On November 5, citizens in Washington State will vote on whether to require mandatory labeling of genetically engineered foods, also known as genetically modified organisms or GMOs. Win or lose, The Washington Right to Know Genetically Engineered Food Act is driving the national push on GMO labeling in states around the country as well as at the federal level—just as the narrowly defeated Prop 37 in California did last year.
Contrary to the misleading rhetoric and propaganda espoused by chemical companies like Monsanto and Dow that portrays GMO labeling on food packaging as costly and unnecessary, the truth is we have the right to know important information about our food, and such disclosures on packaging cost virtually nothing. We have the right to know whether juice is from concentrate or not; whether ingredients are artificial or not; whether fish is farmed or wild-caught. We also have the right to know if food is genetically engineered, in order to make informed decisions about what we eat and feed our families.
Chemical companies genetically engineer DNA from bacteria into food crops, causing the crops to either produce or tolerate the pesticides they sell. Overuse of pesticide is creating resistant superweeds and superbugs, which leads to more pesticides being sprayed. Now, chemical companies like Monsanto and Dow are engineering resistance in food crops to increasingly toxic weed killers like Dicamba and 2,4-D, the main ingredient in Agent Orange (which, coincidentally, both Monsanto and Dow also manufactured).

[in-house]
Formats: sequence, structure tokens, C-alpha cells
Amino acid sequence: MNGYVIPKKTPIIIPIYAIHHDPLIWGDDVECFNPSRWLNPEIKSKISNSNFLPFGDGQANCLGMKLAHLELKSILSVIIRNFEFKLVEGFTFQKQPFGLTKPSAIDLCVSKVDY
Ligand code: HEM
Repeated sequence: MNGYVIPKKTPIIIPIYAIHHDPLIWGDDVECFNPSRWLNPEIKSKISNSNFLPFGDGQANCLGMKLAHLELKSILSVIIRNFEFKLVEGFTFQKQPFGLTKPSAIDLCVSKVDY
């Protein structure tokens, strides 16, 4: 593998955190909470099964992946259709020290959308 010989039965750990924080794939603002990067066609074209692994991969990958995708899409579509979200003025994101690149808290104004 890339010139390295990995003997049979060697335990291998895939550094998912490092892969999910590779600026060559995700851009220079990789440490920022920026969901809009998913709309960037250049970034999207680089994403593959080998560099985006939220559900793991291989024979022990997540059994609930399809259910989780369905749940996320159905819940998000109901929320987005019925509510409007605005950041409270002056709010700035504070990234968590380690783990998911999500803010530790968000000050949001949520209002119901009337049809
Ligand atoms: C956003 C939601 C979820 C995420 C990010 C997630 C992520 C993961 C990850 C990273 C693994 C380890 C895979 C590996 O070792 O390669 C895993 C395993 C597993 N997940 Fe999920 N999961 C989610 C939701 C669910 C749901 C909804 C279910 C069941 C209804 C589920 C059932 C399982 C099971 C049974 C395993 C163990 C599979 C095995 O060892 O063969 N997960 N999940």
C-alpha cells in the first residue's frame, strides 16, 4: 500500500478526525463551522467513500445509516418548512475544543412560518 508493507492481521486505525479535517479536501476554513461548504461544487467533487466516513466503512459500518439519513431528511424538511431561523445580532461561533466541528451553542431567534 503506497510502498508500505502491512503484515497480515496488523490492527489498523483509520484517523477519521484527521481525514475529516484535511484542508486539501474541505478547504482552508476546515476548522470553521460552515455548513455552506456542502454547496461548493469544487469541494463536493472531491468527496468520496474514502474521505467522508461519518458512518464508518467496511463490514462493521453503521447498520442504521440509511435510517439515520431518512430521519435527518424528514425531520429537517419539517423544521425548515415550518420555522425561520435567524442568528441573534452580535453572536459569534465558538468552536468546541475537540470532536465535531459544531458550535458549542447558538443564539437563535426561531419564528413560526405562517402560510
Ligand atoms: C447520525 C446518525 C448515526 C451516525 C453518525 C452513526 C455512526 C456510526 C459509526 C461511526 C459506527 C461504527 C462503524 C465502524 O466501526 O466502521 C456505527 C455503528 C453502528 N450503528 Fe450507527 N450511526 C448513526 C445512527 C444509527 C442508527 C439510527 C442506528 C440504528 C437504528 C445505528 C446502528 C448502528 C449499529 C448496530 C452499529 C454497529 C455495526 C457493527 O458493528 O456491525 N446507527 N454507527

The bottom line is that genetic engineering of food crops is a pesticide industry boondoggle. Just six chemical companies have bought and now control the seed industry in this country, and their interest is to increase—not reduce—agchemical inputs. Rather than help farmers move toward more sustainable and less chemical intensive agriculture, genetic engineering has resulted in huge increases in pesticide use and residues of these chemicals in our food. Pesticide Action Network is a great resource on the link between GMOs and pesticides, and the next generation weed killer tolerant crops in the regulatory pipeline. Even the Wall Street Journal has reported on the recent spike in insecticide use.
Just this past week came news about Argentina's pesticide use and reported cancer clusters. In question: the huge increase in pesticide use—and consequential health impacts—since the widespread adoption of genetically engineered crops in Argentina. It's important to understand that no currently commercialized GMO traits, or any in the regulatory pipeline, have the effect of boosting yield to "feed the world." Rather, by far the most important in terms of acreage and revenue are traits designed to increase weed killer tolerance and the short-term profits of the chemical industry. Additionally, of the five major crops that have been genetically engineered so far (corn, soy, cotton, canola and sugar beets), corn and soy are by far the most prevalent, as the number one and two crops farmed in the U.S. However, these crops are mostly not grown for human consumption.